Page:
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Kansas Child Support Calculator

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Court may determine support if equal time results in $0.

Not in Kansas? Use your location's child support calculator.

Courts often use wrong parenting time estimates when calculating child support, which could make your child support either too high or too low.

Custody X Change calculates parenting time accurately, so your child support will have the fairest outcome for your kids.

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Kansas child support is based on parenting time percentages

Kansas uses a parenting time percentage in its child support formula to determine the amount of child support in your divorce case.

Besides income, parenting time totals are a key part of the Kansas child support formula. Your parenting time directly affects your child support — whether you pay or receive. Use the calculator above to get an estimate of your support amount.

Most parenting time totals are estimates (and thus incorrect)

Kansas lawyers and judges often rely on parenting time estimates only, even if they are incorrect, because counting total hours is tedious and time consuming. Divorcing parents often rely on these estimates as well.

Using estimates means your parenting time totals are wrong when compared to your actual parenting time schedule. This means your child support amount will not be fair or exact.

How to calculate parenting time instead of relying on estimates

To calculate parenting time, the easiest and most accurate way is to use software. Without software, you're forced to count each night for a whole year, which is error-prone when you include alternating holidays, summer break, and any changes to the schedule throughout the year.

Visualize your schedule. Get a written parenting plan. Calculate your parenting time.

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Using software, you can also tweak your schedule to see how even little changes affect your total overnights, and you can see how your parenting time changes each year due to holidays and other events.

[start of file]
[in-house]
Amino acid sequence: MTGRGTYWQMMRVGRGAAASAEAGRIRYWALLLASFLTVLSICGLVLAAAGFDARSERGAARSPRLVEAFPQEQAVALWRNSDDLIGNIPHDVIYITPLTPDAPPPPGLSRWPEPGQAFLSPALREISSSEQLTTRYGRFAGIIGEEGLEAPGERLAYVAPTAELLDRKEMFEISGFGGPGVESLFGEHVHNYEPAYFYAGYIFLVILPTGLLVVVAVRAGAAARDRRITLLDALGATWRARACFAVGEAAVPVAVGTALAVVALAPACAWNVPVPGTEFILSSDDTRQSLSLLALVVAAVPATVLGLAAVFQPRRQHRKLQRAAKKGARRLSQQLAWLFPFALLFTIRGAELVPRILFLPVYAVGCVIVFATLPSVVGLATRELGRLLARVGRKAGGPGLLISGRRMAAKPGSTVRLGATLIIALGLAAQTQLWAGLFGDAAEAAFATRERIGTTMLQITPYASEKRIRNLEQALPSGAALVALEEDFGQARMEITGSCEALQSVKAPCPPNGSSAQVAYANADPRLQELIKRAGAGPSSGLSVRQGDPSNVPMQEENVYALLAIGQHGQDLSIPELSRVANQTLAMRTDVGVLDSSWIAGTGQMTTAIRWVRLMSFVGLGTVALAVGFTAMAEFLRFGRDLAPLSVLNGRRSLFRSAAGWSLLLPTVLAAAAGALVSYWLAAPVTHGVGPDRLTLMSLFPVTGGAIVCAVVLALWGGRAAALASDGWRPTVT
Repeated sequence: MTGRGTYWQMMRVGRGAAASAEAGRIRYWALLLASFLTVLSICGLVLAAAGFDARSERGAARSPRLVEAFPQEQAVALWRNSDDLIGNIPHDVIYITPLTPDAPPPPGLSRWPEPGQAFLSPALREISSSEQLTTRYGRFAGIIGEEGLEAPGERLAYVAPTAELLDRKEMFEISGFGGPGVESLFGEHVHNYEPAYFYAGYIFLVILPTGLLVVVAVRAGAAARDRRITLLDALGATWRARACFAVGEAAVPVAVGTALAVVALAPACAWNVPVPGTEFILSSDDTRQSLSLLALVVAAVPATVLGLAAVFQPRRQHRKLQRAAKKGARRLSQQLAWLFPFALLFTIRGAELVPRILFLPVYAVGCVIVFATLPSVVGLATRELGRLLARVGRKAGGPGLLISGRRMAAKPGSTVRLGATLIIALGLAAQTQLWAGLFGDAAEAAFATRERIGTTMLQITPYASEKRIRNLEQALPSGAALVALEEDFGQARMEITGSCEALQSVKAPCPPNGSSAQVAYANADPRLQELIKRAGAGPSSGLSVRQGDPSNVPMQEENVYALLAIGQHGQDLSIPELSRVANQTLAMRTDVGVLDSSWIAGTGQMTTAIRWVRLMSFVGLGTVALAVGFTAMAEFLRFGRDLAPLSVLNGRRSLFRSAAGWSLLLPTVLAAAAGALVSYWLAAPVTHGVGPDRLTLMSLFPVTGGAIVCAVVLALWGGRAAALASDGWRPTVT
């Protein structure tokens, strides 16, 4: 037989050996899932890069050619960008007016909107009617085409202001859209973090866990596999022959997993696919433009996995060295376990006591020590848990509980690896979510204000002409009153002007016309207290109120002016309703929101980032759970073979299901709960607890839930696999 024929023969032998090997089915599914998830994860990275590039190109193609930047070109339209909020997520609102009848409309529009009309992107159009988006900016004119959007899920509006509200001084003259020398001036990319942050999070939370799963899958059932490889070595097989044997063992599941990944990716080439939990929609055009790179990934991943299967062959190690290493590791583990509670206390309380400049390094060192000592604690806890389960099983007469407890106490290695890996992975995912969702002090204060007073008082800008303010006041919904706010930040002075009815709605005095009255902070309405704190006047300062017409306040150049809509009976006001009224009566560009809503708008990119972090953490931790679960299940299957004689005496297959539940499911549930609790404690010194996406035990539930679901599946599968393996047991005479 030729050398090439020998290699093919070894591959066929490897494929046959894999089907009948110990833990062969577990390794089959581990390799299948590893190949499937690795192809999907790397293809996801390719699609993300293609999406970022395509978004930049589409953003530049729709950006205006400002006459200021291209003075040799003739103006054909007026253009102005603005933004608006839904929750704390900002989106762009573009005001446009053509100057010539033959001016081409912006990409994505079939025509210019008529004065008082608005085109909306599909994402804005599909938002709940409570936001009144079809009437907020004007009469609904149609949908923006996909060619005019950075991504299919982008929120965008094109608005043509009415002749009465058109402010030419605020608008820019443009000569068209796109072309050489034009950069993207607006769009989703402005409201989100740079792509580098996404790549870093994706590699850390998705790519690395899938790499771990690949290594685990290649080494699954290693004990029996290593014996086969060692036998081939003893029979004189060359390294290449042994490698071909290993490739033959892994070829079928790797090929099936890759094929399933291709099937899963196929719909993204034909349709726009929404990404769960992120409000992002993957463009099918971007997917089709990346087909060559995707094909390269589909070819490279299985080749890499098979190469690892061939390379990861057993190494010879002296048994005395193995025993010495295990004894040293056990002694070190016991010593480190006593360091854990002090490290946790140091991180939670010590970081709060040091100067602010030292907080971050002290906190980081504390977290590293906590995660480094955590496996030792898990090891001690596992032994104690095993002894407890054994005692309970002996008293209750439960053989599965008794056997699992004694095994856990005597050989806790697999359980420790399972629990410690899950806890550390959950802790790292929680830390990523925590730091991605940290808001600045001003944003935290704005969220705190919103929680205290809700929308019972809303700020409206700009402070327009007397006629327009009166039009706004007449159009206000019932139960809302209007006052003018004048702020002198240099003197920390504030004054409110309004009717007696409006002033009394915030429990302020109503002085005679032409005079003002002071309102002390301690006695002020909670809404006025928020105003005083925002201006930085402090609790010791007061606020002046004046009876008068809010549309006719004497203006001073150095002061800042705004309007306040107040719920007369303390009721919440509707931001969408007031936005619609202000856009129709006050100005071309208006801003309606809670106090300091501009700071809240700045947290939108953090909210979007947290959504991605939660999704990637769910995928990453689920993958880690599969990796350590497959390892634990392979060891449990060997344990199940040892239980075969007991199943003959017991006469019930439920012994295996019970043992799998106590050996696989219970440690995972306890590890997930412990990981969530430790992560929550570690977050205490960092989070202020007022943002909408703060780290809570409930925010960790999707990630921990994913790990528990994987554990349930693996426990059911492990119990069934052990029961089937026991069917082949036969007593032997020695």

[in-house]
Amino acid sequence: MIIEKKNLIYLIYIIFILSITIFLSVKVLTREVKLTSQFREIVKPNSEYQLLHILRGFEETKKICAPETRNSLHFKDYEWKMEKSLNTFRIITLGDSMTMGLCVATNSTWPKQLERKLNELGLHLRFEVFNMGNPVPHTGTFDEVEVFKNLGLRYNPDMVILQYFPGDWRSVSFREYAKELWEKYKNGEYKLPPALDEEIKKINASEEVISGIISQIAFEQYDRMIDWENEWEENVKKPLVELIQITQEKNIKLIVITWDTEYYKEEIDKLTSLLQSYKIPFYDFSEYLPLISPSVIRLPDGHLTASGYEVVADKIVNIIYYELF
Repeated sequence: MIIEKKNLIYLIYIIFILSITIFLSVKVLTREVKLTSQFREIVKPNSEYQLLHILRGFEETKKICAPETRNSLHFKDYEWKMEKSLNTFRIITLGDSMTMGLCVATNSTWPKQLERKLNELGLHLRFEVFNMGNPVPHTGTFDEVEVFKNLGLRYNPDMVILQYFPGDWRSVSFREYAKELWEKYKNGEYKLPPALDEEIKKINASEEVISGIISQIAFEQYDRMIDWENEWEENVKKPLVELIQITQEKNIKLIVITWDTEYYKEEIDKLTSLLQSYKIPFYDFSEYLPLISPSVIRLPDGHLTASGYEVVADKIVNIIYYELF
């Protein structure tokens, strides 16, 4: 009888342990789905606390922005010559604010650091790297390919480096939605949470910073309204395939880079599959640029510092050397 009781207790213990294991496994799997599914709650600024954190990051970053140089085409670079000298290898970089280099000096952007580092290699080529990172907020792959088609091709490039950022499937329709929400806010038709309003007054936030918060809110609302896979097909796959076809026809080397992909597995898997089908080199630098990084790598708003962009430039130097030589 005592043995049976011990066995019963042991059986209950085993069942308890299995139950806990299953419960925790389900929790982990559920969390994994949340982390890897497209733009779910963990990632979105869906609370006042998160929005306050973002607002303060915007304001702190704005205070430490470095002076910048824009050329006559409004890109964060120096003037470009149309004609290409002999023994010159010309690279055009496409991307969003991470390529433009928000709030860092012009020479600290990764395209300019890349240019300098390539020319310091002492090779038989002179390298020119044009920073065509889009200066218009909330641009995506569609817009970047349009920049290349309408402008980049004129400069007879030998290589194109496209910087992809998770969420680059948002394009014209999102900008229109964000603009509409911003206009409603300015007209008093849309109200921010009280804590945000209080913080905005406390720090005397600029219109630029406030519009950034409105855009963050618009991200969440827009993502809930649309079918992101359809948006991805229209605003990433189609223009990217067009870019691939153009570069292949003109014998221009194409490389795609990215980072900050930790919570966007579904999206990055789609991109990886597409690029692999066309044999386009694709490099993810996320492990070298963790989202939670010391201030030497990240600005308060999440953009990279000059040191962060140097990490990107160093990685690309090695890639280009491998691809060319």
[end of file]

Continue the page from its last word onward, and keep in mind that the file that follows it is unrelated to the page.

You can also track what actually happens, and show how much time you've actually received for any period of time. Historical information is a powerful tool when you request a child support modification or when you request more parenting time.

Fast facts on child custody and child support in Kansas

In any divorce, Kansas family courts award custody of the children to one or both parents. Custody is divided into legal custody and physical custody. A parenting time percentage is included in the child support formula for sole custody.

Kansas sole physical custody: The children reside with and are supervised by the residential parent, while the other parent is entitled to scheduled visitations. In Kansas, sole physical custody is given to the parent with whom the children spend the most time.

Kansas shared physical custody: Each parent has significant periods of physical custody, which allows them frequent and continuing contact with their children. Kansas law outlines shared custody as any arrangement in which the child has regular and continuing contact with both parents. Shared physical custody in Kansas means the nonresidential parent must host the children for almost half of the total time the children are not in school or day care.

Kansas child support formula and parenting time adjustment

Kansas family courts use formulas that consider both parents' incomes and the needs of the child to arrive at a monthly child support amount.  The parenting time percentage adjustment only figures into sole physical custody cases.

The formulas calculate both parents' incomes and the needs of the child to arrive at a monthly child support amount. The parenting time percentage adjustment only figures into sole physical custody cases when children spend at least 35 percent of the time with the nonresidential parent.

The parenting credit works like this:

  • If children spend between 35 to 39 percent of the time, it is a 10 percent adjustment
  • If children spend between 40 to 44 percent of the time, it is a 20 percent adjustment
  • If children spend between 45 to 49 percent of the time, it is a 30 percent adjustment

The nonresidential parent generally pays the residential parent the child support.
The shared custody formula doesn't allow a parenting time percentage adjustment toward child support.

The difference between the two incomes is calculated using either the equal parenting time formula or the shared expense formula, and the higher earner pays that difference as child support to the lower earner.

Examples of sole child custody and Kansas child support

Consider the hypothetical case of Robert and Mary. Robert earns $4,000 per month, while Mary earns $2,400 per month. They have two children.

See how the child support amounts change in these examples: